Tampa, Fla. – This weekend is a good time to relax, look up at the sky and take in the glowing moon.
On Sunday, the moon will shine brighter and appear larger than it has all year. The Dec. 3 Full Cold Moon will be 2017’s only “supermoon.”
That’s when the moon is full and illuminated at the same time it comes closest to the Earth during its orbit.
“Normally, the full moon doesn’t coincide with when the moon is closest to the Earth,” said St. Petersburg College professor and astronomer Craig Joseph. “And we’re about to get three of these in a row.”
After 11 months without a supermoon — that’s actually just a popular nickname, not an astronomical term — the moon will light up the sky Sunday and again on Jan. 2 and 31. When the moon reaches perigee (that’s the scientific term) twice in the same month, it’s a called a “blue moon.” No, it doesn’t change color, it’s just infrequent, hence the saying “once in a blue moon.”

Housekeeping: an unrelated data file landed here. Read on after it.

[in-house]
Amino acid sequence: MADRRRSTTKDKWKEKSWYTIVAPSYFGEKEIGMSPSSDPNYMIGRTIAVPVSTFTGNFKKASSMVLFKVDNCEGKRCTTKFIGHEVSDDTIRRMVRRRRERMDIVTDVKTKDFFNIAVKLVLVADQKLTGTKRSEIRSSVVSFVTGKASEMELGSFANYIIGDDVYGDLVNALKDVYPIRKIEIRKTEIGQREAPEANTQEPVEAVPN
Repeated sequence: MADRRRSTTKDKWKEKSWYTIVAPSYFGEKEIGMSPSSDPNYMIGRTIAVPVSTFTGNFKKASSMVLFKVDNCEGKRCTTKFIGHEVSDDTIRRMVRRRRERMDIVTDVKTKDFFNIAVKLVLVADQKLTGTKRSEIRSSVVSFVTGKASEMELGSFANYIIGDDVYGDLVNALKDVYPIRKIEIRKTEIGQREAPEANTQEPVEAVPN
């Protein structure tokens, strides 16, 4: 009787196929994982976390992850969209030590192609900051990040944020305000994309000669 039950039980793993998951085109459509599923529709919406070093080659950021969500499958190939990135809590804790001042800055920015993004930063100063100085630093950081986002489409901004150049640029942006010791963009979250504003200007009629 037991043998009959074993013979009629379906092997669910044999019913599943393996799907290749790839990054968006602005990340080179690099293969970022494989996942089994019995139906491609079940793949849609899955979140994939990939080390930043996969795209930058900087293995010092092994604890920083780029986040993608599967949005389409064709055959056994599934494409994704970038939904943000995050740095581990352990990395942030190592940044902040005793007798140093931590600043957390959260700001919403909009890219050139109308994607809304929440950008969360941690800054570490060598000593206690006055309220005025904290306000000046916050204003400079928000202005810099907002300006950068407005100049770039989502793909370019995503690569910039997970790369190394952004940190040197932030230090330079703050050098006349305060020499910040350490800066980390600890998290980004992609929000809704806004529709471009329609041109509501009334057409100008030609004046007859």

But the astronomer warned that as use of the nickname “supermoon” grows, so do expectations.
“Just be careful,” he said. “It gets a bit overblown.”
The moon will appear about 16 percent brighter and 7 percent larger than normal, according to astronomers. Some people, Joseph said, might not notice anything or just assume it’s like any other full moon.
The best time to see the moon at its most stunning will be in the early evening as the moon rises and then as it sets in the early morning.
“Then you have another illusion coming in to play,” Joseph said. “The moon looks bigger when it’s low in the sky.”
There’s no need for a telescope, either.
“Everything looks really big in a telescope,” he said. “If you want to get the supermoon effect, use the naked eye.”
The next supermoons are on Jan. 2 and Jan. 31, 2018.